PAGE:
Issue 18-46: Exports

March 7, 2018

  • B.C. exports dropped 1.5% in January, compared to the same month in 2017
  • Lumber exports fell 15.6% from January 2017 to January 2018
  • Metallic mineral product shipments climbed 18.6% in January from a year ago

By Destination

The value of B.C. origin exports fell 1.5% in January, compared to the same month in 2017. There was a marginal 0.3% dip in shipments to the United States, while exports to Mainland China (-3.2%), Japan (-2.0%), South Korea (-33.3%) and Hong Kong (-11.4%) saw much larger declines. However, there were significant increases in shipments to the European Union (+8.0%) and Mexico (+10.9%), while exports to India exploded, rising 1124.1% with over $111 million worth of shipments to that country in January, mainly comprised of copper ores and concentrates and coal.

There has been rapid growth in exports from British Columbia to India

Rapid growth in exports from B.C. to India

Source: Statistics Canada / Prepared by BC Stats

By Commodity

Exports of solid wood products dropped 15.6% in January, compared to January 2017. Most of the drop was due to a 22.0% slump in exports of softwood lumber; however, there were also reduced shipments of most other wood products, with the exception of softwood plywood and veneer (+15.4%) and other panel products (+18.8%).

Elsewhere in the forest sector, shipments of pulp and paper products rose 15.7% with both pulp (+19.2%) and newsprint (+54.9%) experiencing robust growth in exports. However, there was a reduction in shipments of other paper and paperboard products (‑3.2%) and other pulp and paper products (-9.0%).

The value of B.C.’s exports of metallic mineral products jumped 18.6% year-over-year to January. Most of the growth was in copper ores and concentrates (+31.3%) and unwrought zinc (+31.1%). There was a sharp decline in shipments of unwrought lead (-34.5%), with smaller drops in exports of unwrought aluminum (-8.6%) and molybdenum ores and concentrates (-12.0%). Exports of other metallic mineral products surged 369.4%.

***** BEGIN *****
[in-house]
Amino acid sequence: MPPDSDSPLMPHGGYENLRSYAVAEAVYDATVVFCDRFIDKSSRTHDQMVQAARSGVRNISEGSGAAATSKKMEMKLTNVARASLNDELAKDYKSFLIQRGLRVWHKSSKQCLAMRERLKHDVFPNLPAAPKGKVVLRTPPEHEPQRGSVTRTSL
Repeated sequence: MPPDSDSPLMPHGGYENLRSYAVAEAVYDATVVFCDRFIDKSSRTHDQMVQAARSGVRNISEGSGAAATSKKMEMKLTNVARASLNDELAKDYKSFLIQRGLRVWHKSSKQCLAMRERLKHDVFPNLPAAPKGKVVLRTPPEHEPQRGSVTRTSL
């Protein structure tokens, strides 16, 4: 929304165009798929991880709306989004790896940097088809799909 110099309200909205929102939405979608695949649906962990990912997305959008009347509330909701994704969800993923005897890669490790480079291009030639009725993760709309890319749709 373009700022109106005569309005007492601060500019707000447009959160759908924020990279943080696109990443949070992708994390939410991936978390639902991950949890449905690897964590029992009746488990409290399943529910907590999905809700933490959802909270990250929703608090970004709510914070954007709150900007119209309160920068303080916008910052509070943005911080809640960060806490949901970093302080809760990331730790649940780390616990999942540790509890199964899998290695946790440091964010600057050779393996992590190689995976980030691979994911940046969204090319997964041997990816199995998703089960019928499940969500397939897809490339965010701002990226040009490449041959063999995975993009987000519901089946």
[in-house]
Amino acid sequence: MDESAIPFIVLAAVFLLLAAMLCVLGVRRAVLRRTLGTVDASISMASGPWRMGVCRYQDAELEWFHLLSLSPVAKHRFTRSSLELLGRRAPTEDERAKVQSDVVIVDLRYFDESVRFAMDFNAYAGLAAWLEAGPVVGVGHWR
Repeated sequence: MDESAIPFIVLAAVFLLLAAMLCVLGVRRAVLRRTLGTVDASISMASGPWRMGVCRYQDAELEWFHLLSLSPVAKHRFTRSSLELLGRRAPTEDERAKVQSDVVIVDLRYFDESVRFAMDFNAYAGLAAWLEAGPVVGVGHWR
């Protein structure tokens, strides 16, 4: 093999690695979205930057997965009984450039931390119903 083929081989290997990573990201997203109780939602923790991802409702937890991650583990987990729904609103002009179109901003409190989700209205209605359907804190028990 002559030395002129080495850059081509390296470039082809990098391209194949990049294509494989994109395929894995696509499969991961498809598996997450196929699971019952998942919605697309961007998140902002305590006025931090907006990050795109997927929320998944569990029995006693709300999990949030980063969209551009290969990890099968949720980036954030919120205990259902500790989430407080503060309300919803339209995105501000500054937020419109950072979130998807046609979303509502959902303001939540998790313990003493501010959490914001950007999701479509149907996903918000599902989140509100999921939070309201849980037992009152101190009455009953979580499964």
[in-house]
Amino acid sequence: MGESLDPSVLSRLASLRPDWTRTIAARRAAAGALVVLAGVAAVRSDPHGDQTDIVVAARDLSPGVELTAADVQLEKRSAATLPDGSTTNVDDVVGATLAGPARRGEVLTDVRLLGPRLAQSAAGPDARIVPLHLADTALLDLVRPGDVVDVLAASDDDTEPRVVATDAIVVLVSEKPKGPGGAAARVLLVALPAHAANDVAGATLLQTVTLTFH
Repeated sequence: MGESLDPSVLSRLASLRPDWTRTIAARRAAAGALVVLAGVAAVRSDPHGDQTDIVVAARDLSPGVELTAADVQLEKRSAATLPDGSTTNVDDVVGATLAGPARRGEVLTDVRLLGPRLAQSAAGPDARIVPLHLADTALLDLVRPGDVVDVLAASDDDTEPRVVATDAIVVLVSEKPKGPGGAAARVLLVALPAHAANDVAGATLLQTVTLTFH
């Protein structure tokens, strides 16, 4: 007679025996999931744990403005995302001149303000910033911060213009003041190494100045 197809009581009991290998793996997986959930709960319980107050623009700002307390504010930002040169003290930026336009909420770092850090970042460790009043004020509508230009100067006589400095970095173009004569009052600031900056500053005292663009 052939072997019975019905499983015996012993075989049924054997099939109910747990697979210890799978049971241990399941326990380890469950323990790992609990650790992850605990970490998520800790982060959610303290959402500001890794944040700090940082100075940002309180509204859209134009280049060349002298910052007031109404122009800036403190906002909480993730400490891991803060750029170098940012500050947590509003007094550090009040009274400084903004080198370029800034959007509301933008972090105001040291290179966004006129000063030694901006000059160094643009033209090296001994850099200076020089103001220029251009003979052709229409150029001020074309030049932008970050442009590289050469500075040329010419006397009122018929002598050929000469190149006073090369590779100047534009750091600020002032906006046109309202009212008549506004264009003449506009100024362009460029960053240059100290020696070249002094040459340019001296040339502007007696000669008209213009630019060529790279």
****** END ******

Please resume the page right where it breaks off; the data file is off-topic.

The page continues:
B.C.’s shipments of energy products fell 2.3% in January, compared to a year earlier, despite a 37.8% jump in the value of natural gas exports. A 23.8% slump in the value of coal shipments drove much of the overall decline. The fall was entirely due to reduced prices as the volume of coal exported actually increased 6.4%. Exports of electricity were fairly flat (-0.3%) as a 22.6% drop in volume exported offset most of the price increase for electricity.

B.C.’s exports of agriculture and food products edged up 0.8% in January, compared to the same month a year earlier, while shipments of fish products dropped 29.0%.

There was an 11.1% rise in exports of fabricated metal products, while shipments of machinery and equipment inched up 0.9%. Exports of chemicals and chemical products fell 5.6%, while shipments of plastics and articles of plastic climbed 16.0%.

Seasonally Adjusted Exports

Seasonal adjustment provides a means of making month-to-month comparisons by removing the periodic seasonal fluctuations that occur. Variations from normal seasonal patterns are revealed in the seasonally adjusted series.

The value of B.C.’s commodity exports fell 3.9% in January, primarily due to an 11.5% decline in shipments of forestry products and building and packaging materials and a 15.0% drop in exports of metal and non-metallic mineral products. There was strong growth in exports of energy products (+7.4%) and metal ores and non-metallic minerals (+16.1%), which offset some of the decreases elsewhere.

Shipments fell to both the United States (-5.0%) and the rest of the world (-2.8%). For the U.S., the primary driver of the decline was a 20.1% drop in exports of forestry products and building and packaging materials, which alone more than offset a 25.2% jump in shipments of energy products. However, energy products were one of the main contributors to the decline in exports to the rest of the world, with shipments falling 5.6%. A 16.3% rise in exports of metal ores and non-metallic minerals was one of the few bright spots in B.C.’s exports to non-U.S. destinations.

Visit the exports and imports page on the BC Stats website.

Did You Know?

The value of B.C.’s shipments of aluminum products that could be subject to U.S. tariffs was $597 million in 2017. For steel products that could be hit by the proposed U.S. tariff, the value exported from B.C. to the U.S. was $78.8 million in 2017.